G7 leaders pledge to donate 1 billion vaccines ‘not enough’

Recent ICC research found governments stand to lose trillions of dollars in economic activity unless developing economies have access to COVID-19 vaccines.


The International Monetary Fund has also called for an extra $US50 billion in funding to bolster the global effort.

Denton called on the leaders to offer an “iron-clad” commitment to share all excess supplies. But he said the ICC saw a clear risk rich nations will hoard vaccines for potential booster shots.

“We are seeing fairly carefully orchestrated announcements to shape an image the G7 is acting while at the same time managing some serious domestic political concerns those leaders have.”

Opening the G7 summit, Johnson on Friday said the meeting was crucial to “learn the lessons from the pandemic and don’t repeat some of the errors” made of the past 18 months.

He said the global economy had the potential to bounce back strongly but cautioned more work was needed to ensure the recovery unfolds in a “more gender-neutral, perhaps more feminine way”.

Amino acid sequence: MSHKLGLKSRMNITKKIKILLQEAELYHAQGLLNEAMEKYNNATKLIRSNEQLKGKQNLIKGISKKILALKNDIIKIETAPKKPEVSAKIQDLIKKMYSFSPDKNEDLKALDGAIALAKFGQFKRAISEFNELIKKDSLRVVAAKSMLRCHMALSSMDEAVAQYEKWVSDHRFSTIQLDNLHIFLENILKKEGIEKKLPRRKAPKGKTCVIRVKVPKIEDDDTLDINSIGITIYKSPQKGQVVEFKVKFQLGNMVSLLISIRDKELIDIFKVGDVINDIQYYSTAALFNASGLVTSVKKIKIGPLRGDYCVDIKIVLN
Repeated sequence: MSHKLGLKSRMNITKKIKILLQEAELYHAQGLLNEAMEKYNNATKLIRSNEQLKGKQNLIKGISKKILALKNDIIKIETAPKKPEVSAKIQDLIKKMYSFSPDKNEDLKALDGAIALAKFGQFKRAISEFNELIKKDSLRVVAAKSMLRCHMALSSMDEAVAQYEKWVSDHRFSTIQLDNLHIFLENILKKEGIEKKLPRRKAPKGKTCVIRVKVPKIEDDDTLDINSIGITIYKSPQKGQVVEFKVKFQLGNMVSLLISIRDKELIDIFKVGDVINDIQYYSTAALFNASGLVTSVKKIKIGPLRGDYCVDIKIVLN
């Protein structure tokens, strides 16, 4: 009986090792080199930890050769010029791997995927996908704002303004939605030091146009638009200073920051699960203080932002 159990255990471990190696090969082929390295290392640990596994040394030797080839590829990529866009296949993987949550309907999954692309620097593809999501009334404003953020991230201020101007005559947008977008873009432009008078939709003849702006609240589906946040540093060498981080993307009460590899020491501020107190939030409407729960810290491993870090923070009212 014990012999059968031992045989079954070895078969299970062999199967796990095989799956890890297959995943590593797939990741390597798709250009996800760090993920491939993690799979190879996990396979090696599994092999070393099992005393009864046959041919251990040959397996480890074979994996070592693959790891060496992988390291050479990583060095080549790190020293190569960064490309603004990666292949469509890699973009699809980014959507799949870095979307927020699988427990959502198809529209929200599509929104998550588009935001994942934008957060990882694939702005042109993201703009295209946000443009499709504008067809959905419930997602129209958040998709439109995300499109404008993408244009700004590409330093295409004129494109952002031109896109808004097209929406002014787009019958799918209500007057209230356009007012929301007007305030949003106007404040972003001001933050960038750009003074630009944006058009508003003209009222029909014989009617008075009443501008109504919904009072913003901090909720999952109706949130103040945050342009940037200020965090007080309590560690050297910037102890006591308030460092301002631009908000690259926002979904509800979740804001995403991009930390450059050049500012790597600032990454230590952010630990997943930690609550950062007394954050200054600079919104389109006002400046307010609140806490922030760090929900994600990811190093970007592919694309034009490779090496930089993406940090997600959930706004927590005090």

“It is vital that we don’t repeat the mistake of the last great crisis, the last great economic recession in 2008, where the recovery was not uniform across all parts of society,” he said.

World leaders pose for the traditional G7 ‘family photo’ in Carbis Bay.Credit:Getty

“I think what’s gone wrong with this pandemic, what risks being a lasting scar, is that inequality is maybe entrenched.”

Australia’s 20 million doses will be in addition to the Morrison government’s commitment with Japan to invest $US100 million in the COVAX initiative, a non-profit group that distributes coronavirus vaccines worldwide.

But Australia is unlikely to start sending doses overseas until it can be sure the domestic vaccination rollout is largely complete for people over 50 in the coming months.


Of the 100 million pledged by the UK, just 25 million will be distributed by Christmas. The US commitment is to ship 200 million doses from August to the end of this year, followed by 300 million next year.

“It would be churlish of me not to recognise that this is actually an improvement on the position but let’s look at it the way the actual leader of the G7 described the outcome we should have expected,” Denton said.

“We were told to expect an outcome with the ambition of the Marshall Plan by Prime Minister Johnson.

“If that’s the test, then this is a fail as I see it.”

France, Germany, Italy and other G7 members are also expected to announce pledges over the coming days to collectively reach the 1 billion doses goal.

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Written by Techbondhu

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